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SmartMeme analysis on Capitol Climate Action

19 03 2009

Wanted to share a reportback on CCA from Doyle Canning from SmartMeme, an amazing strategy, communications, and training organization.


Reportback: Capitol Climate Action

Doyle Canning, SmartMeme

Two weeks ago I was in the streets with thousands of friends, old and new, for the historic Capitol Climate Action (Check out my pics on FLICKR!) SmartMeme endorsed this action, and I was excited to support the effort by helping to create messages for the action’s banners, training participants in nonviolent direct action , and being a “contingent coordinator” with the awesome Blue Team.

Honestly, I had a ball! The action was well organized, colorful, and upbeat despite the cold temperatures. My nonviolence training session was packed – with a dozen participants showing up 30 minutes early to ensure they got a spot, and a line going out the door when the room was full. 95% of that group were first timers to nonviolent protest, and they were fired up and ready to stop coal and solve global warming.

The action was endorsed by a large and diverse community of organizations, and attention was made to amplifying the voices of directly-impacted people. Leading the march were residents of Appalachian communities being blown-up by the Coal Industry; Indigenous delegations from Black Mesa and Michigan (where five new coal fired power plants are proposed), and leaders from Chicago’s Little Village Environmental Justice Organization, who are fighting for clean air against coal fired power plants. They were joined by celebrities and prominent environmental leaders like Bill McKibben and Wendell Berry, and the executive directors of the convening groups. The majority of participants were students (mostly white), many of them taking action in the streets for the first time.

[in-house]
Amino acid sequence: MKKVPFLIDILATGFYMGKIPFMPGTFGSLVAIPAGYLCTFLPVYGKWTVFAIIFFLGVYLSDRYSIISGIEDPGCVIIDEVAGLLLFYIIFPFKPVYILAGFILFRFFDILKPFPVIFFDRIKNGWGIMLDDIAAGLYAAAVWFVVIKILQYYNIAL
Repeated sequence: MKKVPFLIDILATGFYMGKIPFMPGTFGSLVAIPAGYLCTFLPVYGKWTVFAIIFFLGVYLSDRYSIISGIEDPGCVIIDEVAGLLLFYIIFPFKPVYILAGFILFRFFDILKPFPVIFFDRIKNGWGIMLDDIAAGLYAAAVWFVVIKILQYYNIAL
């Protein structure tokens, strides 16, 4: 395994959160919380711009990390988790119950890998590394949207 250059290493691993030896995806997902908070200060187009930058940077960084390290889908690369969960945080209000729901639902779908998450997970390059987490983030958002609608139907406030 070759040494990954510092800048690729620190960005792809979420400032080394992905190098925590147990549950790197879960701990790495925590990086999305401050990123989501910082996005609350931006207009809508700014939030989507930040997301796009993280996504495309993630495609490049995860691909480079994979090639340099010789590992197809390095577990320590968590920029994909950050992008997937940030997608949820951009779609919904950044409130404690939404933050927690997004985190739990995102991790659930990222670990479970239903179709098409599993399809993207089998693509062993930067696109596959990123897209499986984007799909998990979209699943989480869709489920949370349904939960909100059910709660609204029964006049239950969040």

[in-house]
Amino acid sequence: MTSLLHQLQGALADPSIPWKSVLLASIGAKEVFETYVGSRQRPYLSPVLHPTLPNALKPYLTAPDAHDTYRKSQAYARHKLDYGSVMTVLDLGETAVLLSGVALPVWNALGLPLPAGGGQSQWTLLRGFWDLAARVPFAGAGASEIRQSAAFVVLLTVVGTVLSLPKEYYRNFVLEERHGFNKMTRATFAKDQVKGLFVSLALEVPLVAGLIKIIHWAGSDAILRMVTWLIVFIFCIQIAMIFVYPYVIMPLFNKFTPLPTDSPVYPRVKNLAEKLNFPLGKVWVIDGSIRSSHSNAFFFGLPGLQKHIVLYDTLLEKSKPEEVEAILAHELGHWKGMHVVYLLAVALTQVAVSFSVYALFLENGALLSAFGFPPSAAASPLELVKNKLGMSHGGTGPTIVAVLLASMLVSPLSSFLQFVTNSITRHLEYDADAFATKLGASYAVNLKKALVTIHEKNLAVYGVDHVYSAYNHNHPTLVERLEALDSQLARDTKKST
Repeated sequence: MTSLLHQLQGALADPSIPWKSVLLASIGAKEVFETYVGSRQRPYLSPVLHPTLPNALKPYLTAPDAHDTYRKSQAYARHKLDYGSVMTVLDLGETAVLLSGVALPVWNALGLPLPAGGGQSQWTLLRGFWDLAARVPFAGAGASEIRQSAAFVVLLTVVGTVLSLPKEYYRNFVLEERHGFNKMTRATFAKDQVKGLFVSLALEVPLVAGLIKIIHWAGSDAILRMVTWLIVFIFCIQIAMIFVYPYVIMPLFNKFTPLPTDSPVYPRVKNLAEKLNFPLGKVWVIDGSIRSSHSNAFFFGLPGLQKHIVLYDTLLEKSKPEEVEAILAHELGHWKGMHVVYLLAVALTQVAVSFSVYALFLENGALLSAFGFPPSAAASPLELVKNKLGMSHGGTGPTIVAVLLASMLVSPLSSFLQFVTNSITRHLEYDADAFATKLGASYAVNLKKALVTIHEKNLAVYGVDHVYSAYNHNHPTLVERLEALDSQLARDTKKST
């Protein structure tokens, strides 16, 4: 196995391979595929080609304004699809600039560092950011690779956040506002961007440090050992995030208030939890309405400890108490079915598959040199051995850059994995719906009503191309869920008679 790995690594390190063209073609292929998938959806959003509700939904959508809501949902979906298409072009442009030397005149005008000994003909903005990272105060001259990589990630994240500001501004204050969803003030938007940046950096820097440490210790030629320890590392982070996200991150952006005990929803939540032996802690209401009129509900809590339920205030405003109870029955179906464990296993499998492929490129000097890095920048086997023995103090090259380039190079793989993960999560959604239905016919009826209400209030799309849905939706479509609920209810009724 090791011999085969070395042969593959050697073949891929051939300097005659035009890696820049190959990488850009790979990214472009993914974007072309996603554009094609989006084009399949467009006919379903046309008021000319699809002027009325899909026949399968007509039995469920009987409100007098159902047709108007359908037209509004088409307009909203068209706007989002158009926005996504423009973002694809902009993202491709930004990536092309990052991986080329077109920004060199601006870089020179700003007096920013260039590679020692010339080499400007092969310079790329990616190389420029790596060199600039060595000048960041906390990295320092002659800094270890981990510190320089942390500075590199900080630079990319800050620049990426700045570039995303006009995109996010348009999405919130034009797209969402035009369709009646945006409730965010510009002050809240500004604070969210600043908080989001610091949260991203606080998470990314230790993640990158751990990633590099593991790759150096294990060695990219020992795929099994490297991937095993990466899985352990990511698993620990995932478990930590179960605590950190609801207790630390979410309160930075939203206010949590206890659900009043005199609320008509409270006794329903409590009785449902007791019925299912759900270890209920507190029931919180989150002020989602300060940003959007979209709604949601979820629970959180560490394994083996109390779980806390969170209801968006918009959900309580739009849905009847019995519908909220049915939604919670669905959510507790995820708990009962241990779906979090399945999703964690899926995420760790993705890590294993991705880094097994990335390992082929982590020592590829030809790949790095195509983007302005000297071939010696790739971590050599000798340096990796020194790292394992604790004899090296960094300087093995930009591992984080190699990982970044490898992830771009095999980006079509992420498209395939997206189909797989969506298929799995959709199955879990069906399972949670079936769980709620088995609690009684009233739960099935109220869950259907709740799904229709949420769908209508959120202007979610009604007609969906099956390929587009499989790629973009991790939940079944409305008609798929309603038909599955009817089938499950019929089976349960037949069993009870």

Action Logic

The Capitol Coal Plant was a smart venue for this event. It comes with built in symbolism and implicit story-based strategy. The plant is powered by coal to warm and cool our nation’s Capitol building. The concept of the action was to draw attention to the fact that coal-fired power is fueling climate destabilization, and highlight the utterly destructive life cycle of coal, from mining to slurry to smog. It was also a way to point to the heavyweight influence that the coal industry has over all of Capitol Hill. Symbolically this was a perfect stage for our play.

But two unexpected things happened that took the story off the script.

1. Days before the protest, Speaker of the House Nancy Pelosi and Senate Leader Harry Reid released a letter asking the Capitol Architect to switch the Capitol Power Plant from coal to 100 percent natural gas by the end of 2009.

Organizers responded saying that this was a victory, showing the power of grassroots mobilization to get the attention of power holders. This hardly took the wind out of our sails, but did complicate the frame. The discussion emerged in my nonviolence training about whether this shift even was a victory: “Natural gas is also a fossil fuel.” “The problem is the whole coal/oil/fossil fuel paradigm.” “One symbolic concession is a dangerous victory to claim, given the stakes.”